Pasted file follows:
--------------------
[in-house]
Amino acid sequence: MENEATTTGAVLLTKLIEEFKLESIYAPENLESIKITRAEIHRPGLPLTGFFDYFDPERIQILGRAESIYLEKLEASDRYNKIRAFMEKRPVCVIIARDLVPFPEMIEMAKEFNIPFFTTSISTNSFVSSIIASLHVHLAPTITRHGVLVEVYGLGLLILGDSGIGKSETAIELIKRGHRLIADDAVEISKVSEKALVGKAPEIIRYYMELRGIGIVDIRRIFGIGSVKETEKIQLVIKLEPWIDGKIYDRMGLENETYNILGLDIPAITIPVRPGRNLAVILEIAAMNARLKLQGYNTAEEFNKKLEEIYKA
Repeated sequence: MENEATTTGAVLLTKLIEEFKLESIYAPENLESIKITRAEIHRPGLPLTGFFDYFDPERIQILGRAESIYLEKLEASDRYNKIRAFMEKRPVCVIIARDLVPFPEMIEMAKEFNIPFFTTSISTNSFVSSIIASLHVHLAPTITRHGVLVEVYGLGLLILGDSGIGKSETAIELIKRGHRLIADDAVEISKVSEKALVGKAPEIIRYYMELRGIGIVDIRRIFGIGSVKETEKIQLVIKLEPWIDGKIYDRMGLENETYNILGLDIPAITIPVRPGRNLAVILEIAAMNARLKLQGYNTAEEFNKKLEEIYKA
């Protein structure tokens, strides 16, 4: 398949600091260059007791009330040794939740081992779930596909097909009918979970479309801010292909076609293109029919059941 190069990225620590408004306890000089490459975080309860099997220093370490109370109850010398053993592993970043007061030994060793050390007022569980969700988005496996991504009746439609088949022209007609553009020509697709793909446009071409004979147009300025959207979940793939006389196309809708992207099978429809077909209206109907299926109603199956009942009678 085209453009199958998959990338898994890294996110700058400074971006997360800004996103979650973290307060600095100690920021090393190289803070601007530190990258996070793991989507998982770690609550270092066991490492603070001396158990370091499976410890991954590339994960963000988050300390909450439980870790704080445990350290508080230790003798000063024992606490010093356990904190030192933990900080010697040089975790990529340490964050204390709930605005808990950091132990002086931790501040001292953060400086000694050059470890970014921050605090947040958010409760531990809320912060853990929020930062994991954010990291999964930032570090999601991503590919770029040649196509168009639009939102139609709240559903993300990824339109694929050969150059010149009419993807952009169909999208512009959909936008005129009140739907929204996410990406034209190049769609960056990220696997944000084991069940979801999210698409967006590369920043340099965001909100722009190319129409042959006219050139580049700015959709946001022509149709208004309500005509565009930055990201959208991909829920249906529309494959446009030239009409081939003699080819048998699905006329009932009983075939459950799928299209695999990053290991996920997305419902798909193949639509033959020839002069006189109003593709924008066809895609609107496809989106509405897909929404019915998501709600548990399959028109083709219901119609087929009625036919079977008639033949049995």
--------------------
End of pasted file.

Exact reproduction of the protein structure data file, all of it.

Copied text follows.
[in-house]
Amino acid sequence: MENEATTTGAVLLTKLIEEFKLESIYAPENLESIKITRAEIHRPGLPLTGFFDYFDPERIQILGRAESIYLEKLEASDRYNKIRAFMEKRPVCVIIARDLVPFPEMIEMAKEFNIPFFTTSISTNSFVSSIIASLHVHLAPTITRHGVLVEVYGLGLLILGDSGIGKSETAIELIKRGHRLIADDAVEISKVSEKALVGKAPEIIRYYMELRGIGIVDIRRIFGIGSVKETEKIQLVIKLEPWIDGKIYDRMGLENETYNILGLDIPAITIPVRPGRNLAVILEIAAMNARLKLQGYNTAEEFNKKLEEIYKA
Repeated sequence: MENEATTTGAVLLTKLIEEFKLESIYAPENLESIKITRAEIHRPGLPLTGFFDYFDPERIQILGRAESIYLEKLEASDRYNKIRAFMEKRPVCVIIARDLVPFPEMIEMAKEFNIPFFTTSISTNSFVSSIIASLHVHLAPTITRHGVLVEVYGLGLLILGDSGIGKSETAIELIKRGHRLIADDAVEISKVSEKALVGKAPEIIRYYMELRGIGIVDIRRIFGIGSVKETEKIQLVIKLEPWIDGKIYDRMGLENETYNILGLDIPAITIPVRPGRNLAVILEIAAMNARLKLQGYNTAEEFNKKLEEIYKA
């Protein structure tokens, strides 16, 4: 398949600091260059007791009330040794939740081992779930596909097909009918979970479309801010292909076609293109029919059941 190069990225620590408004306890000089490459975080309860099997220093370490109370109850010398053993592993970043007061030994060793050390007022569980969700988005496996991504009746439609088949022209007609553009020509697709793909446009071409004979147009300025959207979940793939006389196309809708992207099978429809077909209206109907299926109603199956009942009678 085209453009199958998959990338898994890294996110700058400074971006997360800004996103979650973290307060600095100690920021090393190289803070601007530190990258996070793991989507998982770690609550270092066991490492603070001396158990370091499976410890991954590339994960963000988050300390909450439980870790704080445990350290508080230790003798000063024992606490010093356990904190030192933990900080010697040089975790990529340490964050204390709930605005808990950091132990002086931790501040001292953060400086000694050059470890970014921050605090947040958010409760531990809320912060853990929020930062994991954010990291999964930032570090999601991503590919770029040649196509168009639009939102139609709240559903993300990824339109694929050969150059010149009419993807952009169909999208512009959909936008005129009140739907929204996410990406034209190049769609960056990220696997944000084991069940979801999210698409967006590369920043340099965001909100722009190319129409042959006219050139580049700015959709946001022509149709208004309500005509565009930055990201959208991909829920249906529309494959446009030239009409081939003699080819048998699905006329009932009983075939459950799928299209695999990053290991996920997305419902798909193949639509033959020839002069006189109003593709924008066809895609609107496809989106509405897909929404019915998501709600548990399959028109083709219901119609087929009625036919079977008639033949049995």